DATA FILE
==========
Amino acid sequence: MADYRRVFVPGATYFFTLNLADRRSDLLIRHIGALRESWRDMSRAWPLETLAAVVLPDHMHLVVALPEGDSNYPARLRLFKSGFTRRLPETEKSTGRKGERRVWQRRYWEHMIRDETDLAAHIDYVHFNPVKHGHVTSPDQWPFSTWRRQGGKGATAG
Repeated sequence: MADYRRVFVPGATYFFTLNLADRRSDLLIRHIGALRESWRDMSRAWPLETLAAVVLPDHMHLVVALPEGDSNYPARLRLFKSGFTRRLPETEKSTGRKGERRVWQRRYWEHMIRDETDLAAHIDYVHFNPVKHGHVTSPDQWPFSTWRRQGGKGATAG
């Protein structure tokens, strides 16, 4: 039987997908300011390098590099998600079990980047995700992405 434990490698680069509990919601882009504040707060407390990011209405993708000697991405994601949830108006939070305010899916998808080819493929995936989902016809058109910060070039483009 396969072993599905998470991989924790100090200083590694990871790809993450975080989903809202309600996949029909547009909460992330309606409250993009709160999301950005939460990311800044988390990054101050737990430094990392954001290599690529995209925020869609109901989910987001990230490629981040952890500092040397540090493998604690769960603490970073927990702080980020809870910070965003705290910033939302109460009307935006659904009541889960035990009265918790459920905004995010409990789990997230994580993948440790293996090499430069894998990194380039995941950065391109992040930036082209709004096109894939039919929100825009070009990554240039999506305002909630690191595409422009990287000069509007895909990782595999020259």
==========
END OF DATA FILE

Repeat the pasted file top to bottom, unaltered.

Amino acid sequence: MADYRRVFVPGATYFFTLNLADRRSDLLIRHIGALRESWRDMSRAWPLETLAAVVLPDHMHLVVALPEGDSNYPARLRLFKSGFTRRLPETEKSTGRKGERRVWQRRYWEHMIRDETDLAAHIDYVHFNPVKHGHVTSPDQWPFSTWRRQGGKGATAG
Repeated sequence: MADYRRVFVPGATYFFTLNLADRRSDLLIRHIGALRESWRDMSRAWPLETLAAVVLPDHMHLVVALPEGDSNYPARLRLFKSGFTRRLPETEKSTGRKGERRVWQRRYWEHMIRDETDLAAHIDYVHFNPVKHGHVTSPDQWPFSTWRRQGGKGATAG
């Protein structure tokens, strides 16, 4: 039987997908300011390098590099998600079990980047995700992405 434990490698680069509990919601882009504040707060407390990011209405993708000697991405994601949830108006939070305010899916998808080819493929995936989902016809058109910060070039483009 396969072993599905998470991989924790100090200083590694990871790809993450975080989903809202309600996949029909547009909460992330309606409250993009709160999301950005939460990311800044988390990054101050737990430094990392954001290599690529995209925020869609109901989910987001990230490629981040952890500092040397540090493998604690769960603490970073927990702080980020809870910070965003705290910033939302109460009307935006659904009541889960035990009265918790459920905004995010409990789990997230994580993948440790293996090499430069894998990194380039995941950065391109992040930036082209709004096109894939039919929100825009070009990554240039999506305002909630690191595409422009990287000069509007895909990782595999020259």